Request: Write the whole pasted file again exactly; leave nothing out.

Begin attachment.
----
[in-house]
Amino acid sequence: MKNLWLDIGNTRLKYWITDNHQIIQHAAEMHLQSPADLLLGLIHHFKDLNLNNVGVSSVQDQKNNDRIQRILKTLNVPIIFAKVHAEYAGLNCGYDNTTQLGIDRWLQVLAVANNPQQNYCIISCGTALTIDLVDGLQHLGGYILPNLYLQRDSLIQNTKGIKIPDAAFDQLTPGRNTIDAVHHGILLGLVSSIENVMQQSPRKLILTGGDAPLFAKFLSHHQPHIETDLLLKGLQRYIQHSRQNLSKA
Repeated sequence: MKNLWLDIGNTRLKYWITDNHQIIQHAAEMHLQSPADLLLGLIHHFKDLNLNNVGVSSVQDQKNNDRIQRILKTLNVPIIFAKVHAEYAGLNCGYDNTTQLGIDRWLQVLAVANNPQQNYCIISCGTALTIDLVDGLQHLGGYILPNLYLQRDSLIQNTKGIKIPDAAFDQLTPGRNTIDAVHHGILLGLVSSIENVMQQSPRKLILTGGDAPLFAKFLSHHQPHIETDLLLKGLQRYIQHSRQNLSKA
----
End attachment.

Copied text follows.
[in-house]
Amino acid sequence: MKNLWLDIGNTRLKYWITDNHQIIQHAAEMHLQSPADLLLGLIHHFKDLNLNNVGVSSVQDQKNNDRIQRILKTLNVPIIFAKVHAEYAGLNCGYDNTTQLGIDRWLQVLAVANNPQQNYCIISCGTALTIDLVDGLQHLGGYILPNLYLQRDSLIQNTKGIKIPDAAFDQLTPGRNTIDAVHHGILLGLVSSIENVMQQSPRKLILTGGDAPLFAKFLSHHQPHIETDLLLKGLQRYIQHSRQNLSKA
Repeated sequence: MKNLWLDIGNTRLKYWITDNHQIIQHAAEMHLQSPADLLLGLIHHFKDLNLNNVGVSSVQDQKNNDRIQRILKTLNVPIIFAKVHAEYAGLNCGYDNTTQLGIDRWLQVLAVANNPQQNYCIISCGTALTIDLVDGLQHLGGYILPNLYLQRDSLIQNTKGIKIPDAAFDQLTPGRNTIDAVHHGILLGLVSSIENVMQQSPRKLILTGGDAPLFAKFLSHHQPHIETDLLLKGLQRYIQHSRQNLSKA